Business leaders mourn Cojuangco’s death
The business community mourned the passing of business tycoon Eduardo “Danding” Cojuangco Jr. (ECJ), long-time chair of storied conglomerate San Miguel Corp., sports patron, philanthropist, kingmaker and at one point, a candidate to be the CEO of the land.
Since regaining control of San Miguel in 1998 – having returned to the Philippines from a self-imposed exile following the ouster of his long-time friend, Ferdinand Marcos – Cojuangco endured several attempts by the Presidential Commission on Good Government (PCGG) to unseat him from the conglomerate.
SMC eventually embarked on a capital restructuring that converted the government’s stake into non-voting preferred shares, which the group bought back, thereby insulating SMC from any future political headwinds.
Long before Cojuangco’s passing, he had handed over the reins of San Miguel to his favored successor, Ramon S. Ang, a self-made businessman who managed and grew the assets that Cojuangco left in the country after the 1986 EDSA Revolution.
Ang, whom Cojuangco loved like his own son, bought the latter’s controlling stake in San Miguel in 2012. Cojuangco stayed as chair for the remainder of his life. This succession planning was similar to some American tycoons’ practice of leaving the companies they founded to the hands of chosen successors while reserving cash inheritance to their heirs. The leadership succession in San Miguel was thus an outlier in the Philippine setting, where corporate succession is typically determined by bloodline.
“For the memories and all that you taught me, I will always remember you and keep you present. Thank you for always having my back, Boss ECJ,” Ang said.
“For decades, ECJ guided the San Miguel Group, making a difference in the lives of so many of our employees, past and present. Values he lived by–malasakit (empathy), and sama-sama (collective effort), the idea that we either make it together or not at all—are at the heart of what it means to be San Miguel,” SMC said in a press statement on Wednesday.
“His contributions to our company’s history are numerous and indelible. An agriculturalist at heart, he championed the development of rural Philippines and the setting up of our agro-industrial operations.”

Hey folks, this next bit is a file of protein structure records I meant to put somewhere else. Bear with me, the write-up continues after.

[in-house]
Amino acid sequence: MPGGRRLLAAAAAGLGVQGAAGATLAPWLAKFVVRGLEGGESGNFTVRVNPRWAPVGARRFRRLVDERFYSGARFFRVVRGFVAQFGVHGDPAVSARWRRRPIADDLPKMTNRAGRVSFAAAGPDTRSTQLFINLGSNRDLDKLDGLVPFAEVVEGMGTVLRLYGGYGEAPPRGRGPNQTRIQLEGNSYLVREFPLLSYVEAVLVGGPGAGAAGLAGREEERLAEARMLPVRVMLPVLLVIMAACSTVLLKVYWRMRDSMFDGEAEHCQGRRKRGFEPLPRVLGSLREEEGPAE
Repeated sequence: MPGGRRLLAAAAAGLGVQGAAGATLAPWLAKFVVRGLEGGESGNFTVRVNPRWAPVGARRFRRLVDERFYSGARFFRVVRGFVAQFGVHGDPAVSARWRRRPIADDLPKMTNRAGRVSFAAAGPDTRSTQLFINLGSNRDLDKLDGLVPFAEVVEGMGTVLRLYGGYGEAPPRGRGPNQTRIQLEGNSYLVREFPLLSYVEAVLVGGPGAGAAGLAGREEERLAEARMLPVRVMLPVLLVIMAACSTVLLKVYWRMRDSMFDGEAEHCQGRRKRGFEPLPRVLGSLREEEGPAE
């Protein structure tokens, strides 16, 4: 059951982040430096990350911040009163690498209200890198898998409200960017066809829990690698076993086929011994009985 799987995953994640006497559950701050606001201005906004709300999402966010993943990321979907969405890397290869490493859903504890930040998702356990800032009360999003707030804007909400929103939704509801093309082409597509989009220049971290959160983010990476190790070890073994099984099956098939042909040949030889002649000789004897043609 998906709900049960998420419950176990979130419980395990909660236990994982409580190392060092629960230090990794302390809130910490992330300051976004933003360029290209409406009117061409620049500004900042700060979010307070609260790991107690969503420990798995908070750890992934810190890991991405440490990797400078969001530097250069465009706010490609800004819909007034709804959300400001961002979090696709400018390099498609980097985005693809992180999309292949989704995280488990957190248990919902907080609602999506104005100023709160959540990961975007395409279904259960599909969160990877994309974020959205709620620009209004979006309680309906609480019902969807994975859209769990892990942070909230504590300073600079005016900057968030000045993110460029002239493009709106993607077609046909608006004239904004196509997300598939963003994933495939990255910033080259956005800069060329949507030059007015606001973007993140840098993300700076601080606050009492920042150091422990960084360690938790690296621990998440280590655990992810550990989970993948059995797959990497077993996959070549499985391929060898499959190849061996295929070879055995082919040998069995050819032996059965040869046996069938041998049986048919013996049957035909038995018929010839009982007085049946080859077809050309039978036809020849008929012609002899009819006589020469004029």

SMC cited Cojuangco’s role in guiding the groups’ expansion, diversification, and transformation. From its traditional businesses of food and beverage production, SMC is now also into infrastructure, power generation, oil refining, banking and property development businesses. It has also expanded its footprint across the region under the leadership of Cojuangco and Ang.
“His vision for San Miguel—to be a beacon of hope for the Philippines and a partner in nation-building—remains at the core of everything we do,” SMC said. “His impact on many other areas of Philippine life—sports, philanthropy—add to his rich and enduring legacy.”
Philippine Stock Exchange (PSE) chair Jose Pardo, a long-time friend and a former Trade and Finance Secretary during the Estrada regime, said: “Though it may be an understatement, but in Danding, one finds true grit ….and in him, is a passion to make a towering difference in every little thing he does.”
Pardo said that thanks to Cojuangco’s partnership with Ramon S. Ang, San Miguel had become a conglomerate with a “weakness for philanthropy.”
During this coronavirus pandemic, San Miguel’s group-wide COVID-19 response breached P13.08 billion. This included spending for medical equipment and supplies, food donations, disinfecting alcohol, waiver of toll for medical front liners at its expressways, free fuel for government’s “Libreng Sakay” program for medical workers, taxes and concession fees to ensure availability of funds for government, and full salaries paid for employees and payments to third-party providers.
“More meaningfully, ECJ left us with a legacy of a life well-lived and shared. His valuable principles on trust, hard work, generosity, humility, and love of country shall always serve as an inspiration for generations to come,” Pardo said.
“It’s truly sad but this country is today one less of a great business leader and a patriot!”
Across various companies under SMC, Cojuangco was a well-loved boss and colleague to fellow business leaders. “He will be deeply missed. The true mark of a leader is how he treats his people and how inspires them. That’s ECJ,” said Reynaldo David, former president of state-owned Development Bank of the Philippines and an incumbent board member at SMC’s oil refining arm, Petron Corp.
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